I wasn't offended. But I felt that you were quoting me out of context. I believe that, had you included my last sentence, it would have weakened your retort. I feel that you should have included it and argued the point you made above instead: That the KSP community has a higher percentage of "talent" than the population at large. I would have agreed with you then. But my point would still stand that talent alone won't get you anywhere. And so would my point that real life space flight isn't easy just because you are/were the smartest kid in your class. You need talent, hard work and luck to stand out, and you need a realistic plan to deal with the very significant technical problems involved in a project like this. So far, this idea doesn't stand out. That doesn't mean it won't ever stand out, but it doesn't stand out yet.

Edited by PakledHostage
Added a sentence to clarify my point

Share this post


Link to post
Share on other sites
Astronaut time isn't free.

That's the point of the cubesat standard; all sats have same size and mass distribution, so all launches can use the same deployer layout; meaning there's little calculation or modification needed. If they can't fill a slot or the sat fails tests, they just replace it with cubesat-shaped bit of ballast.

I still think it's more complex to do it using a commercial satellite. Those are launched using smaller rockets so tolerances are strict. Soyuz preparation can surely tolerate such deviations (after all, 1 kg of body mass fluctuation is way below normal), and that astronaut time can't be so expensive. It's just releasing the cubes. They don't control them. They basically just release them using a robotic arm.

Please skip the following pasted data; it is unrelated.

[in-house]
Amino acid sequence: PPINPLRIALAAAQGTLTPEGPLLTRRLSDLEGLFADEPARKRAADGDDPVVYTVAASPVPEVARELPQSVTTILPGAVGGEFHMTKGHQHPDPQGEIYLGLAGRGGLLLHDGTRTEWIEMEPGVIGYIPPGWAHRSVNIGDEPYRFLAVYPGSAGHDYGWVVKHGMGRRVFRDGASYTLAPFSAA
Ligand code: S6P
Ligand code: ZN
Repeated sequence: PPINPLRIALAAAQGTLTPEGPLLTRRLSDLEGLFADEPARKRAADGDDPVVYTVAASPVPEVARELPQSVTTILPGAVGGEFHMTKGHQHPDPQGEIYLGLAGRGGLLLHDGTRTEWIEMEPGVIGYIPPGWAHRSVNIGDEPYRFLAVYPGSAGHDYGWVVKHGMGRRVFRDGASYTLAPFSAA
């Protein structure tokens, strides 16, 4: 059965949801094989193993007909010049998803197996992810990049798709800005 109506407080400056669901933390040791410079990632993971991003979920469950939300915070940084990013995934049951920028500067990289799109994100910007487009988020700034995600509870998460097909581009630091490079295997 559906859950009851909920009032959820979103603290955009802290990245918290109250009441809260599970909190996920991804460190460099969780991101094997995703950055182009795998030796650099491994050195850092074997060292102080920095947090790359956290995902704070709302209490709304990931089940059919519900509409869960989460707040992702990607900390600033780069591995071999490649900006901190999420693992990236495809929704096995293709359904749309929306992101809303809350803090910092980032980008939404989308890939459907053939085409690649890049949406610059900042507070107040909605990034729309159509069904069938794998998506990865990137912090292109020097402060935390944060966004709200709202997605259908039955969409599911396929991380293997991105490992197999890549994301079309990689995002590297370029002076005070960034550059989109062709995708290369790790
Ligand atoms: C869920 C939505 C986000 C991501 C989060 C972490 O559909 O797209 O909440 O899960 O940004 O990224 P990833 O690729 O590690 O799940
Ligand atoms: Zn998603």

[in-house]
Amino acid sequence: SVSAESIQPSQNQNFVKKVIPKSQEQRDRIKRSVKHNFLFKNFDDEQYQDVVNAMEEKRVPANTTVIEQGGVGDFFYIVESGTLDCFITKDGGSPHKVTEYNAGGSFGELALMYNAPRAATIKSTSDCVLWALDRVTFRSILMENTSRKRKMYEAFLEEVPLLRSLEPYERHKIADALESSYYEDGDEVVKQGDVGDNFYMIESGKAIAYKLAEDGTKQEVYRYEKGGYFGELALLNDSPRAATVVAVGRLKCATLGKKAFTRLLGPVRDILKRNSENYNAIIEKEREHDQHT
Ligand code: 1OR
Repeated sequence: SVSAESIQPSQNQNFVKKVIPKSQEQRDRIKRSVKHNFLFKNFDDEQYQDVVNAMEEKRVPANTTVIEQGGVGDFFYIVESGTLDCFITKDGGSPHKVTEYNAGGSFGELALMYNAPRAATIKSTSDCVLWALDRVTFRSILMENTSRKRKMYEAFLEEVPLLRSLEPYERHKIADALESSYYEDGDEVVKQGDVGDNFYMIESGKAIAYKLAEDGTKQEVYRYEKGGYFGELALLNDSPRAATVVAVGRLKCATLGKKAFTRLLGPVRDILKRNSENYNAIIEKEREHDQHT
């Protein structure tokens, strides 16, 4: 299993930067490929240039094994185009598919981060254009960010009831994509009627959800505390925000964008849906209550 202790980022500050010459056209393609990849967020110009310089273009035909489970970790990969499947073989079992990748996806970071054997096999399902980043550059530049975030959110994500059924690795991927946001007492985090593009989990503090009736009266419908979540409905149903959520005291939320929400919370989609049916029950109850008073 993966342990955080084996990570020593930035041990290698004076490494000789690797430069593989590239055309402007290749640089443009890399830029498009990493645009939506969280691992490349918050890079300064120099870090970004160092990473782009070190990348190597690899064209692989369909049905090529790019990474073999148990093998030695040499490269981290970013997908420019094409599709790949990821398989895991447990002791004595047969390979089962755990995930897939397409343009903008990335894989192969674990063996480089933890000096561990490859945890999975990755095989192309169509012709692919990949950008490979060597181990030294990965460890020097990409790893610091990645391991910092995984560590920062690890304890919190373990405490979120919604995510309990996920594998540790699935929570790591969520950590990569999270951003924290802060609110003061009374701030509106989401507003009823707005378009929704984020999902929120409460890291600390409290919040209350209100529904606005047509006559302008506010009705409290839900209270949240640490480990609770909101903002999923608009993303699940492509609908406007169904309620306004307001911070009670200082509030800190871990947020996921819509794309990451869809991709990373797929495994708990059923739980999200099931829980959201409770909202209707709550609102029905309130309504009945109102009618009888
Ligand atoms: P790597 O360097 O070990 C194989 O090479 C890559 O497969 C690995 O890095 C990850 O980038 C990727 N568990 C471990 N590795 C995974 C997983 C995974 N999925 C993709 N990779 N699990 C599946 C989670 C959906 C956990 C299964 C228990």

cs1_0.jpg

ISS already releases microsatellites every now and then.

Share this post


Link to post
Share on other sites
Airmchair astronauts never cease to amaze me - now you want to build a data rely satellite for NASA in a cube sat? Orbiting another planet?

It's as ridiculous idea as a purchase of RTG. If not more. You could probably buy an RTG of some Russian smuggler, but Martian data rely satellite in a cube sat is a joke.

BTW: I love how you spiced it up with some numbers to look more serious ;)

You're right, trying to stuff a data relay in a cube sat is a joke. Not even close to enough space or mas for everything needed, even in a 6u sat.

That wasn't the point I was making, but I have a bad habit of rattling on about something down to the most minute detail even if it doesn't make a difference to my actual point, so others missing my point is no big surprise.

My point was that a spacecraft that has that much power available for transmission hasn't ever been sent to another planet, so it might be something that NASA would be interested in, possibly enough to grant us the free GTO launch that the thing would need if we are to even consider doing that.

Please don't mistake enthusiasm for belief that this idea is actually going to go anywhere. I don't even consider this whole idea to be in the "sketch on the back of a napkin" stage, even if we do have a few proposed component layouts and stuff.

I'd bet it's a year out until we even have enough of a plan to consider funding issues.

Obviously the odds are very long on any of this getting off the ground, both literally and figuratively.

However, As Han Solo said, "Never tell me the odds!"

Also, technically my posts in this thread have been more "armchair engineer" than "armchair astronaut", 'tho I'll admit to being both :P.

Of course, I don't consider it to be an insult.

I'm only an armchair engineer because the college system in this country seems to be less about academic skills and more about if you can pay the admission price. Of course that's just my personal opinion.

Share this post


Link to post
Share on other sites

a phobos mission would be a first, and a trans-phobia injection burn costs less delta-v than a lunar burn.

Share this post


Link to post
Share on other sites
a phobos mission would be a first, and a trans-phobia injection burn costs less delta-v than a lunar burn.